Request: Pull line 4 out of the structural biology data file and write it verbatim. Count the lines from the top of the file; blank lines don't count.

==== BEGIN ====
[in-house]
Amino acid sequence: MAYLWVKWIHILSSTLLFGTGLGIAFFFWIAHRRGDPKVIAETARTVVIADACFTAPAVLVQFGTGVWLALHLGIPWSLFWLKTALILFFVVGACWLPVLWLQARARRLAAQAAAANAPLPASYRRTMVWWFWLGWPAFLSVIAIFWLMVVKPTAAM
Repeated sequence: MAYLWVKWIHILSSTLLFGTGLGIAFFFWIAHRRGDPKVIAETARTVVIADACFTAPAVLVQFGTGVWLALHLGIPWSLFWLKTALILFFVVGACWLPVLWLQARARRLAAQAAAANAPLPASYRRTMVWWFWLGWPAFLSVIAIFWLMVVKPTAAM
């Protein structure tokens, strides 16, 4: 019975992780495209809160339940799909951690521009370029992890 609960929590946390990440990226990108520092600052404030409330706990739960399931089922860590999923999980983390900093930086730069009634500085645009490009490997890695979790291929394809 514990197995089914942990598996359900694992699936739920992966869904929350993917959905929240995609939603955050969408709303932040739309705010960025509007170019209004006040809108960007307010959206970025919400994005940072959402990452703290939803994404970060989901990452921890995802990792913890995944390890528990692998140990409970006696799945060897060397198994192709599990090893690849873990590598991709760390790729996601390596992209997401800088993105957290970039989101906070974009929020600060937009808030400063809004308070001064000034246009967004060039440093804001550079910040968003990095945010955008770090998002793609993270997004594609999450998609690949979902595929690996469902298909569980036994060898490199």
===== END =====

């Protein structure tokens, strides 16, 4: 019975992780495209809160339940799909951690521009370029992890 609960929590946390990440990226990108520092600052404030409330706990739960399931089922860590999923999980983390900093930086730069009634500085645009490009490997890695979790291929394809 514990197995089914942990598996359900694992699936739920992966869904929350993917959905929240995609939603955050969408709303932040739309705010960025509007170019209004006040809108960007307010959206970025919400994005940072959402990452703290939803994404970060989901990452921890995802990792913890995944390890528990692998140990409970006696799945060897060397198994192709599990090893690849873990590598991709760390790729996601390596992209997401800088993105957290970039989101906070974009929020600060937009808030400063809004308070001064000034246009967004060039440093804001550079910040968003990095945010955008770090998002793609993270997004594609999450998609690949979902595929690996469902298909569980036994060898490199």